In February 2018, legislation was introduced that could significantly assist nonprofit grant recipients. The proposed legislation? The Grant Reporting Efficiency and Agreements Transparency (GREAT) Act of 2017 (H.R. 4887).
As many nonprofits are well aware, recipients of federal funds are obligated to submit numerous, complicated, and complex financial reports to various government databases with different levels of operability. Moreover, the hoped-for transparency of these efforts has never truly come to fruition. The remedy for addressing these burdensome obligations is the GREAT Act of 2017.
The GREAT Act tasks the Office of Management and Budget (OMB) and the largest federal grant-making agency, the U.S. Department of Health and Human Services (HHS), with the responsibility of leading an effort to streamline federal award reporting, thereby improving the transparency of these dollars. In particular, the Act seeks to require the creation of a comprehensive and standardized data structure covering all relevant data elements reported by recipients of grants and cooperative agreements.
Under the GREAT Act, the aim is for grant-making agencies to obtain certain financial information within three years. During the first year, OMB and HHS would establish government-wide information data standards for recipients of federal awards. Then, within two years, OMB/HHS would issue guidance to grant-making agencies on how to leverage new technologies and implement the new data standards in existing reporting practices with minimum disruption.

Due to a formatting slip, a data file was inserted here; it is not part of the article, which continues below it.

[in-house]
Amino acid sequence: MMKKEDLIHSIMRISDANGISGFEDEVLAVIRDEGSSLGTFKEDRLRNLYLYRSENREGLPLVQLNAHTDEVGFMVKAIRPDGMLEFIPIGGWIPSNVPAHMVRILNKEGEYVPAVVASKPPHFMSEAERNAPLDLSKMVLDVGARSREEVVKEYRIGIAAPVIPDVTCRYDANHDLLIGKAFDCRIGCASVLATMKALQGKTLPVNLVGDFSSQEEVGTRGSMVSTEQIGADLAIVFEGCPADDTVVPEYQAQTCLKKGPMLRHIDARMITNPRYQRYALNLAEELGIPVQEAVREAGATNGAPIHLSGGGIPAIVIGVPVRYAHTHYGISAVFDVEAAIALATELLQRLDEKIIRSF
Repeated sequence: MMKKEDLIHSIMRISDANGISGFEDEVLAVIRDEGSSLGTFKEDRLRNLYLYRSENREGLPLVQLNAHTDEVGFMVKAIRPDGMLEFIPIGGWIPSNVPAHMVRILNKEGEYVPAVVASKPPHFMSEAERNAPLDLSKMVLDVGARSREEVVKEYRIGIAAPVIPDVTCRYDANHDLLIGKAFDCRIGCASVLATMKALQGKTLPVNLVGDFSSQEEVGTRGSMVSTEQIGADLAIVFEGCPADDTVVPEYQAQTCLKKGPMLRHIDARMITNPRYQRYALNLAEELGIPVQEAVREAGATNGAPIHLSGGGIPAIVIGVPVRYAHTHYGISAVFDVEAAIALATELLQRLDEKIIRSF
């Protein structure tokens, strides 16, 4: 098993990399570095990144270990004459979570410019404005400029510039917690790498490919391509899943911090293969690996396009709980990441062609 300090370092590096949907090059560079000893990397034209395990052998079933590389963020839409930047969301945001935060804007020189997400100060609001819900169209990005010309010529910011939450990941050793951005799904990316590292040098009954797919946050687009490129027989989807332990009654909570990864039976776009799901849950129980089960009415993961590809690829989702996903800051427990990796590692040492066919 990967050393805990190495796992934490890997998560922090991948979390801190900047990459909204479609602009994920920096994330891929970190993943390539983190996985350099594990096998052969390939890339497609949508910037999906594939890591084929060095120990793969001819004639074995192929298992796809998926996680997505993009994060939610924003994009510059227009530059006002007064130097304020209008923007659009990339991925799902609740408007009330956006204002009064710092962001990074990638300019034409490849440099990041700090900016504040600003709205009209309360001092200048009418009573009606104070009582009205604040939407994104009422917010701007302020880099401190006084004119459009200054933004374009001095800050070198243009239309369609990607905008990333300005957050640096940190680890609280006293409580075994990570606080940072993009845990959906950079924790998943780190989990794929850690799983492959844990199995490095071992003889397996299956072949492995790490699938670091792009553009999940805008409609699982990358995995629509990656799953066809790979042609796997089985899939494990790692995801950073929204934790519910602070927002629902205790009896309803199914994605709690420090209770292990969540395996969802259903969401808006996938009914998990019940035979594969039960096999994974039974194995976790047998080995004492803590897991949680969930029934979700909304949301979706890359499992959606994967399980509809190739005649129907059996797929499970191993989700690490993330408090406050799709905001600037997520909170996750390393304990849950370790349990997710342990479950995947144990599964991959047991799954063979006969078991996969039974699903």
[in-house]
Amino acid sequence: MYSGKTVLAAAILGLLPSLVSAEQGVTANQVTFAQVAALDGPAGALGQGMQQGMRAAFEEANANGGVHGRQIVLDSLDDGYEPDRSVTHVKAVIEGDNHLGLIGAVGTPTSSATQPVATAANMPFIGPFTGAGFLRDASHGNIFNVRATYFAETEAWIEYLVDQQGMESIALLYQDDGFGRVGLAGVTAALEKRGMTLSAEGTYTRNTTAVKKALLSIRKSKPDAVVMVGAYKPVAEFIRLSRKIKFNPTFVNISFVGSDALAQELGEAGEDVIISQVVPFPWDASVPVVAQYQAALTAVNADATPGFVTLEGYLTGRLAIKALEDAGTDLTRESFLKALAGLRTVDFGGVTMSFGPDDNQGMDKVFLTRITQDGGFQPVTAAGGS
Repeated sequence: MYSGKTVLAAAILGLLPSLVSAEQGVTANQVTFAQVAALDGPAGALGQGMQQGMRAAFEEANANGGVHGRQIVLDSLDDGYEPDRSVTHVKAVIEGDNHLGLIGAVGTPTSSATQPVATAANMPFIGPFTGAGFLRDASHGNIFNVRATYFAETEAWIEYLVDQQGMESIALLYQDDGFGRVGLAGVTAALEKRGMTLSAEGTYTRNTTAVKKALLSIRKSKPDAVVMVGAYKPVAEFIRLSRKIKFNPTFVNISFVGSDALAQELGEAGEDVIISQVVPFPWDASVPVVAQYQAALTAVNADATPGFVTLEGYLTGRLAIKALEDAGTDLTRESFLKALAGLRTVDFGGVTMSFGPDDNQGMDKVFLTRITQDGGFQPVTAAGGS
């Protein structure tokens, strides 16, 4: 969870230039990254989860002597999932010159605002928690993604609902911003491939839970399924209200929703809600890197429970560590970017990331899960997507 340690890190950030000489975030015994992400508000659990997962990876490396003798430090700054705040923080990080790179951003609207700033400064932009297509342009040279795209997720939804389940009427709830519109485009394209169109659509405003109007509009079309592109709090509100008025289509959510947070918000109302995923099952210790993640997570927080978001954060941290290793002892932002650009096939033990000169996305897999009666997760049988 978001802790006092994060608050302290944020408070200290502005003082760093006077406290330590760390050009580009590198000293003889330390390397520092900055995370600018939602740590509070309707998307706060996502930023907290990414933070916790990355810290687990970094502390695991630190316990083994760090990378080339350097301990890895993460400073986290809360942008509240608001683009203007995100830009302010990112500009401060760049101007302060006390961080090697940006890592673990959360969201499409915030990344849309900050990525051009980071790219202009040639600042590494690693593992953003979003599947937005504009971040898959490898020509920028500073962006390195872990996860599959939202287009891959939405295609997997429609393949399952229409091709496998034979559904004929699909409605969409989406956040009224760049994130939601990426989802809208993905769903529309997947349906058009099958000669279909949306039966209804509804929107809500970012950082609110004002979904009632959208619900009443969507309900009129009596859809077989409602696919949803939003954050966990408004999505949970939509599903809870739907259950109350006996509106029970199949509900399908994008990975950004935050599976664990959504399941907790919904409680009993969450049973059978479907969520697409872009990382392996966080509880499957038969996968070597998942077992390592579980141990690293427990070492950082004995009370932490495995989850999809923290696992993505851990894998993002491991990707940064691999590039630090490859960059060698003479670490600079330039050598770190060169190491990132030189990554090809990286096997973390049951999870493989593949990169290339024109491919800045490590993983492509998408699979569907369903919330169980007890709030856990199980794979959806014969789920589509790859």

In terms of improving transparency, the GREAT Act would require OMB/HHS to publish grant reporting information on a government-wide website (e.g., USAspending.gov, grants.gov). Of course, certain information would be excluded from disclosure, such as personally identifiable information.
Benefits of the Act
Far and away the most touted benefit of the GREAT Act is the prospect of reducing recipient compliance costs by automating the compilation and submission of reports to federal agencies. This would appear to be more than just hopeful thinking (as has been the case under pervious statutes), because the GREAT Act is intended to create a single, consolidated data set of federal grant receipts information. Of course, the proof will be in any implementing regulations and whether agencies seek agency-specific deviations and departures (as has been the case with the Uniform Guidance), under the assumption that their agency is unique and requires additional or different information.
A secondary benefit is transparency, but again, this will be based largely on the success of the first benefit—that the sought-after data is standardized and efficiently and accurately collected in a relatively timely manner.
Finally, the Act also seeks to foster ongoing innovation in data reporting, which could lead to even further efficiencies.
Given the foregoing, while the GREAT Act does indeed sound great, it must first become reality in terms of becoming law and then live up to its name in terms of its implementation. Since there is much to like about this bill, we will keep watch over its development and update our readers accordingly.